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Promising Young Woman
Back in 2009, Carey Mulligan won a Best Actress nomination at the Oscars thanks to her breakout role in Lone Scherfig’s An Education. Now, she’s generating awards buzz left, right, and centre as the star of Promising Young Woman, a powerful female-driven revenge thriller – and it’s paved the way to not just another Best Actress nod, but a Best Picture nomination, too!
However, and it’s a big however, if Promising Young Women does win big, it will join a very small pool of Best Picture-winning movies whose stories centre on women. Indeed, of the 92 past Best Picture winners, there are only 17 movies in which women characters take the spotlight, the most recent of which is 2018’s The Shape Of Water.
Could now prove a time for positive change?
The Trial Of The Chicago 7
Our second Netflix contender on the list, The Trial Of The Chicago 7 takes us back in time to the 1968 Democratic National Convention, the eruption of violence between protestors and police, and the shockingly biased trial that resulted from the event. It’s a movie about protest, about the change that it can affect.
And it boasts some standout performances, with four of its cast members – Sacha Baron Cohen, Frank Langella, Eddie Redmayne and Mark Rylance – making the Baftas longlist of 15 contenders for Best Supporting Actor.
It stands to reason, then, that this film has a very real chance of winning Best Picture at the Oscars, especially when you consider that it examines a moment in history that speaks to society today. And especially when you consider that, during the Covid-addled year of 2020, it was one of the few films to secure widespread release, both in cinemas and via streaming platforms.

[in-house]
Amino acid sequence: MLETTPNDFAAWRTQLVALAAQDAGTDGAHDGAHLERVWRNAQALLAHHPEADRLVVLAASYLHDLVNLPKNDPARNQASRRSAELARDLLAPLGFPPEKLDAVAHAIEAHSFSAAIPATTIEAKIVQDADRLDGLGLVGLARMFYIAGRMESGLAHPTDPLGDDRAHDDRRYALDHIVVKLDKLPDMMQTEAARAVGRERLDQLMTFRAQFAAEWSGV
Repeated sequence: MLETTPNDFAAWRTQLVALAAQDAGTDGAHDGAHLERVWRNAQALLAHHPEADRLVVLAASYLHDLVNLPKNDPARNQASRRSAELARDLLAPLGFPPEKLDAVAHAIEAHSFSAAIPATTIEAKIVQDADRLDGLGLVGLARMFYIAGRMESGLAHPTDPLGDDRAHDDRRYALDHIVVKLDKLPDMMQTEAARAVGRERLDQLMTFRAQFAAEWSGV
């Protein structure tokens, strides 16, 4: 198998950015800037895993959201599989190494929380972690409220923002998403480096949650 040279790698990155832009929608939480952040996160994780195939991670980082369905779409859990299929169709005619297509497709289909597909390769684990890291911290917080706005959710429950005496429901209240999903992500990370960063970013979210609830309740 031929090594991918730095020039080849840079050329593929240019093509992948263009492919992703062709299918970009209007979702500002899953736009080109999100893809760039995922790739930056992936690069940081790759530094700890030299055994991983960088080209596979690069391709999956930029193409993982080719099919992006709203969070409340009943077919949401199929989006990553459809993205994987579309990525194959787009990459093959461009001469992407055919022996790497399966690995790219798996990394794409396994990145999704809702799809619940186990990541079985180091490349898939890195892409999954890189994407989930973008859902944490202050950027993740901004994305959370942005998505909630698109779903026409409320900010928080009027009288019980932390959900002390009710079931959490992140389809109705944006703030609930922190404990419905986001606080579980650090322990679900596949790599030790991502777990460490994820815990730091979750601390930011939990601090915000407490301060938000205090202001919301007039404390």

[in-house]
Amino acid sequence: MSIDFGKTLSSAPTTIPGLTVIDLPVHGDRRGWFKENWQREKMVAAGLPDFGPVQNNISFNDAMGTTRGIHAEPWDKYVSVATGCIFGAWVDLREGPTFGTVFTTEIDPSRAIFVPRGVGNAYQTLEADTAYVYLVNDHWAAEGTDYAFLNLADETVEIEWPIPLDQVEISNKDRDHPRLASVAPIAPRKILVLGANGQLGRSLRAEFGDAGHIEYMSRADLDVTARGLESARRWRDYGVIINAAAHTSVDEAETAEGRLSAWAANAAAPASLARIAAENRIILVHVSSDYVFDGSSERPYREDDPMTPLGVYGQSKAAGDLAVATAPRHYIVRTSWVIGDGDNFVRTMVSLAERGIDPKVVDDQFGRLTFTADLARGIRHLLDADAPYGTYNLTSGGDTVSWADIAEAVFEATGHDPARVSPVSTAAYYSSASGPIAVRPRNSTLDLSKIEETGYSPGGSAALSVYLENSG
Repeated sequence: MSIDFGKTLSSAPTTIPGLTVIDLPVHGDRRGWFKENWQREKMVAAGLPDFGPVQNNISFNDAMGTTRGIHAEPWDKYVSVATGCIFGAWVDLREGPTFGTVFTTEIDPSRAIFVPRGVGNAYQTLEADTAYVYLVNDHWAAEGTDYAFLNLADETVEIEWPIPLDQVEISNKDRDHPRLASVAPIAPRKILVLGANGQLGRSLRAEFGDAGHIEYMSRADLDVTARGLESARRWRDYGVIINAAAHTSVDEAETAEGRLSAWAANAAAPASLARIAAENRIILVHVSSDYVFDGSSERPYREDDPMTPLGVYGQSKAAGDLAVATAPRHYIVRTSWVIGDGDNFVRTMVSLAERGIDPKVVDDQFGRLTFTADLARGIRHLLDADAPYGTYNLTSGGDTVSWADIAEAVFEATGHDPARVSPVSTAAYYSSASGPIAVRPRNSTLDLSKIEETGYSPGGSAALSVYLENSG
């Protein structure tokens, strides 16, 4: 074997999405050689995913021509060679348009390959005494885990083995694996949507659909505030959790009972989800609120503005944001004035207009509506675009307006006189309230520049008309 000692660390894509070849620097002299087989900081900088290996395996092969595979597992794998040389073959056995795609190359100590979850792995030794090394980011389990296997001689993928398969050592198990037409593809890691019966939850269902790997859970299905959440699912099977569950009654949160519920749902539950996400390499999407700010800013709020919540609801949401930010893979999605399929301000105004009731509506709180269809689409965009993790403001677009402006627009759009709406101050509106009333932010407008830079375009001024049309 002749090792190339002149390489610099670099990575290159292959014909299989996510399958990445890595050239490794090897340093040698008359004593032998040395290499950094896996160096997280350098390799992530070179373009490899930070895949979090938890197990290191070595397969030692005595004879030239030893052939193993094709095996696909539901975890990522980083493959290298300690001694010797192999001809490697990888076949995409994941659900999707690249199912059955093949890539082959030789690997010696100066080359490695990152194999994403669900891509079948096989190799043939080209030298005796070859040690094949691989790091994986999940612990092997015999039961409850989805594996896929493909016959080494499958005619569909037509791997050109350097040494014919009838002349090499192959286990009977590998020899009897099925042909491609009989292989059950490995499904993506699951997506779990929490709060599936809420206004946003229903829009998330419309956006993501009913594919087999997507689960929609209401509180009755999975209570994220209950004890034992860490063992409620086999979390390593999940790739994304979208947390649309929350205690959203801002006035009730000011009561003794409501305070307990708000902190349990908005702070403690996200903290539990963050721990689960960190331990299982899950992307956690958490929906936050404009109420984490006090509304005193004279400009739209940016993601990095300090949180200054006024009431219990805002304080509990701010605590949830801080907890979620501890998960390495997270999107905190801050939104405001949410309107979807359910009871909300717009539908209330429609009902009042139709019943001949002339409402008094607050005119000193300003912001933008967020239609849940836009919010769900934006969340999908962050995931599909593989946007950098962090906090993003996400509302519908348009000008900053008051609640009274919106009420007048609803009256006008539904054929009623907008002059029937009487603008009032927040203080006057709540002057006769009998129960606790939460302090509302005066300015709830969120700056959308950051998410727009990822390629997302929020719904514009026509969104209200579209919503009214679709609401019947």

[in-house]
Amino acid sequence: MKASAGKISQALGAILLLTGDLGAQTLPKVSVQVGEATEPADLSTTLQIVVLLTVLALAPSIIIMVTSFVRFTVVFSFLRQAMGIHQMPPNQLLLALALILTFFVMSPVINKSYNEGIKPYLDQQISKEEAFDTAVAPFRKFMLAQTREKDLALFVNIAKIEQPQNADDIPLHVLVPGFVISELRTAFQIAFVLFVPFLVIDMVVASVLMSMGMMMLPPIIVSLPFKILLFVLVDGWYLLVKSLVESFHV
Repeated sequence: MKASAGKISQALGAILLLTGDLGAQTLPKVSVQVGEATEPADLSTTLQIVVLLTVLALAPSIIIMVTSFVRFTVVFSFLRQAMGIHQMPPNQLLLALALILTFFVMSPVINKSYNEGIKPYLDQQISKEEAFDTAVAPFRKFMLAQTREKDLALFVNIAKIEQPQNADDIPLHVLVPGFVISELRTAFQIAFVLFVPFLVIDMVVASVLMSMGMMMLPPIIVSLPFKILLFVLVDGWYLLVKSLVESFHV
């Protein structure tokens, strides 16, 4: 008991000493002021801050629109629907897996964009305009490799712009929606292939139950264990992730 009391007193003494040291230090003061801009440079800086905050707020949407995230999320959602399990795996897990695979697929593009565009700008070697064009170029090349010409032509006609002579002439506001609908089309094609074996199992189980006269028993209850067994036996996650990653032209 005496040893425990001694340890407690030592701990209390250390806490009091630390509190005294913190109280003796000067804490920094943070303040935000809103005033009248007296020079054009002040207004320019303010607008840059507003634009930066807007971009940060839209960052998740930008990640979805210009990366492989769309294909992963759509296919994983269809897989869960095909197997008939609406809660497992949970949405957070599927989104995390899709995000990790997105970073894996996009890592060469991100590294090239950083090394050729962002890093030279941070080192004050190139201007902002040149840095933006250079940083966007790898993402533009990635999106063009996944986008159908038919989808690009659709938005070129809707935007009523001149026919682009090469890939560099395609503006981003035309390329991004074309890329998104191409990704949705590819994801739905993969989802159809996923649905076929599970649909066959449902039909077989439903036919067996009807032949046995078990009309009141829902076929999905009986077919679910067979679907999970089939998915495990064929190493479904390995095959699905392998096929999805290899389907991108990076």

Sound Of Metal
Damien Chazelle‘s 2014 film Whiplash, which spun a compelling story about an ambitious young jazz drummer, famously ended up earning five Oscar nominations, including Best Picture.
It seems safe to predict, then, that Amazon Prime Video’s Sound Of Metal – also about a drummer – is likely to have a similar impact at this year’s Academy Awards.
Boasting a career-defining performance from Riz Ahmed as Ruben, a drummer who suffers sudden hearing loss, the film currently boasts an enviable 96% ‘fresh’ rating on Rotten Tomatoes. And that’s largely due to its focus on character, emotion, and our flawed ideas around hard work and success.
Has it got what it takes to win big, though? Only time will tell…
The critically acclaimed Minari took home the award for Best Foreign Language Film at the Golden Globes on Sunday 28 February – a bittersweet moment which proved deeply controversial, as it meant that the film was thus rendered ineligible for the Best Picture category.
It seems unlikely the Academy will make the same mistake, so it’s safe to assume (and hope) that this searing domestic drama will make the Best Picture nominees list for this year’s Oscars.
Yet to air in the UK, Minari tells the story of a Korean American family who move to an Arkansas farm in search of their own American dream.
Or, to quote writer-director Lee Isaac Chung, “Minari is about a family. It’s a family trying to learn how to speak a language of its own. It goes deeper than any American language and any foreign language.
“It’s a language of the heart, and I’m trying to learn it myself and to pass it on.”
It’s all of this, as well as the wonderful performances from its ensemble cast, that has earned Minari rave reviews from critics. But, of course, we here in the UK are still waiting to clap eyes on it, as its release has been delayed due to our ongoing lockdown.
Fingers crossed that we get a chance to watch it before the Oscars, eh?
Kayleigh Dray is Stylist’s digital editor-at-large. Her specialist topics include comic books, films, TV and feminism. On a weekend, you can usually find her drinking copious amounts of tea and playing boardgames with her friends.